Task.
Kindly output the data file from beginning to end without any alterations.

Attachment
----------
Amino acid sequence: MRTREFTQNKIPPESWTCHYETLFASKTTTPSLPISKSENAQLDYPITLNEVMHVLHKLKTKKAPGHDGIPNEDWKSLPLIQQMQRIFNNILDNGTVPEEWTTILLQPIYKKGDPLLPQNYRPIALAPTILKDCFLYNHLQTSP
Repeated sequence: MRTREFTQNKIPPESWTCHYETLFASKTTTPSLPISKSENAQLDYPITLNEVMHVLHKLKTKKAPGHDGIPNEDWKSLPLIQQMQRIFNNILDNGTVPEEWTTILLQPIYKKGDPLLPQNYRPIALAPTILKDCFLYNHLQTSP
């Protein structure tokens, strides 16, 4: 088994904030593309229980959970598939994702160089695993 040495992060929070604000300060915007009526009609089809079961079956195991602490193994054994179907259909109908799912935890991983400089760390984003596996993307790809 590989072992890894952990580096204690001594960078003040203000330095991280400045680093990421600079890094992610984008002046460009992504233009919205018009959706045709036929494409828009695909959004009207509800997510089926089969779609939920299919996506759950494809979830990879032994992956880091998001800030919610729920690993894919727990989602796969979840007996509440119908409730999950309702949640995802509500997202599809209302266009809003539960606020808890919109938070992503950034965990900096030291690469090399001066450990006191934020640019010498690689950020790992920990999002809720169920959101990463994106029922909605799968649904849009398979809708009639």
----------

Amino acid sequence: MRTREFTQNKIPPESWTCHYETLFASKTTTPSLPISKSENAQLDYPITLNEVMHVLHKLKTKKAPGHDGIPNEDWKSLPLIQQMQRIFNNILDNGTVPEEWTTILLQPIYKKGDPLLPQNYRPIALAPTILKDCFLYNHLQTSP
Repeated sequence: MRTREFTQNKIPPESWTCHYETLFASKTTTPSLPISKSENAQLDYPITLNEVMHVLHKLKTKKAPGHDGIPNEDWKSLPLIQQMQRIFNNILDNGTVPEEWTTILLQPIYKKGDPLLPQNYRPIALAPTILKDCFLYNHLQTSP
């Protein structure tokens, strides 16, 4: 088994904030593309229980959970598939994702160089695993 040495992060929070604000300060915007009526009609089809079961079956195991602490193994054994179907259909109908799912935890991983400089760390984003596996993307790809 590989072992890894952990580096204690001594960078003040203000330095991280400045680093990421600079890094992610984008002046460009992504233009919205018009959706045709036929494409828009695909959004009207509800997510089926089969779609939920299919996506759950494809979830990879032994992956880091998001800030919610729920690993894919727990989602796969979840007996509440119908409730999950309702949640995802509500997202599809209302266009809003539960606020808890919109938070992503950034965990900096030291690469090399001066450990006191934020640019010498690689950020790992920990999002809720169920959101990463994106029922909605799968649904849009398979809708009639």